Even when you aren’t talking, the grammar of your native language may influence how you perceive motion events, a new study from the Max Planck Institute shows.
In a phenomenon known as linguistic relativity, different languages can have tenuosly different effects on how we think about and apprehend our experience.
Languages diverge in how they represent motion events.
For example, given a motion event, the grammar of English points attention to the trajectory and endpoint of the motion event equally. We say “a woman is walking along the road/towards a building”).
A German, in contrast, would highlight the endpoints, saying “a woman walks to a building”.
To understand if grammatical patterns can influence the way people perceive motion events, researcher Monique Flecken from the Max Planck Institute for Psycholinguistics and colleagues employed differences between the two languages in an EEG experiment.
The sudy involved measuring the extent to which German and English participants gave attention to trajectory and endpoint of motion events in a task in which they did not have to speak.
Participants were shown short animations of a dot travelling along a trajectory towards a geometrical shape, or endpoint. That was followed by a picture symbolising the event.
The relationship between animation and picture was manipulated such that there were different kinds of matches.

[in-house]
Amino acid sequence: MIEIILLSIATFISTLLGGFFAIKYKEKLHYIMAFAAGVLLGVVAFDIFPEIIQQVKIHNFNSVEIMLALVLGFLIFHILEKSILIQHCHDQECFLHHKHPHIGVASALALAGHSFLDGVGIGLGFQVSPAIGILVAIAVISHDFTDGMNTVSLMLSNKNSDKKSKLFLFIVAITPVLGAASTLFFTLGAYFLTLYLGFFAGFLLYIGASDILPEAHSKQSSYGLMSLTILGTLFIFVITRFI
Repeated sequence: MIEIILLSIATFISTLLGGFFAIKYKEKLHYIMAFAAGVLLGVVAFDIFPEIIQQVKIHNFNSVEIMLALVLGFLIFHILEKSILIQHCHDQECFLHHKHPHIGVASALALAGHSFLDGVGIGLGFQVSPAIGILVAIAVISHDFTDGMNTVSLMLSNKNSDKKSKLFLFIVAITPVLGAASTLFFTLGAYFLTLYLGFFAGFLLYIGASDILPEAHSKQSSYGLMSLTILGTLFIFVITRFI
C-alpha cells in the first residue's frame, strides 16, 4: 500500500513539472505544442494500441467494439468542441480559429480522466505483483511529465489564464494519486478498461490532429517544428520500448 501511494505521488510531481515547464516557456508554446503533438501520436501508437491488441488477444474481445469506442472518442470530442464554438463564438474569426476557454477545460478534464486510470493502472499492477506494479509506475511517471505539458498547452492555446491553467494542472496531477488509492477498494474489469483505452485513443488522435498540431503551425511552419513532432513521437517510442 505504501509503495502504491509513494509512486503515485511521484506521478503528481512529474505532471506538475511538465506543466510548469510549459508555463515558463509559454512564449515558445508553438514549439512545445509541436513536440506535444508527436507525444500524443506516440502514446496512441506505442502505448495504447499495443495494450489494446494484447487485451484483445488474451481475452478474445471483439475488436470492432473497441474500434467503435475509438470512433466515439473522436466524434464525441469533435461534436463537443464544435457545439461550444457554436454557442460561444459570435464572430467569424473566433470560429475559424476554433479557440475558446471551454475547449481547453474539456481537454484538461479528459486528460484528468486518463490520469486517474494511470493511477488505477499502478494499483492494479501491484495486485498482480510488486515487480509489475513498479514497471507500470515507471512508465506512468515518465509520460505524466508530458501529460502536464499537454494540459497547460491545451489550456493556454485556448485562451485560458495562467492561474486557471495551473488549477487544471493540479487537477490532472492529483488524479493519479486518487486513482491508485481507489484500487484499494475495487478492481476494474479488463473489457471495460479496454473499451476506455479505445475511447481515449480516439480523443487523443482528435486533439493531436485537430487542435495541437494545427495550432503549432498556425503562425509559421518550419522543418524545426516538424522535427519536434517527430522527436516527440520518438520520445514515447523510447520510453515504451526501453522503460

In other words, sometimes the endpoint was of the same shape, sometimes the trajectory, and sometimes both. So it was seen whether speakers of different languages reacted differently to these matches, measured by differences in brain response.
Brain Waves Differences
German participants, in the initial experiment, showed a more pronounced P300 brain wave in the endpoint match condition, compared to the trajectory match condition. English participants showed no P300 amplitude difference between these conditions.
This demonstrated that German participants paid more attention to endpoints than English speakers, in accordance with the grammatical patterns of their language.
Earlier studies suggested that linguistic relativity effects may only occur when people are speaking or planning to speak. Flecken’s team were able to show that this was improbable, in a second experiment.
“Prior EEG studies have mainly focused on static domains like colour and location. Our work offers one of the clearest demonstrations yet that linguistic relativity extends to the domain of non-verbal motion perception.”
Even in a non-verbal context, therefore, the grammatical properties of a language do influence the way people perceive and attend to motion events.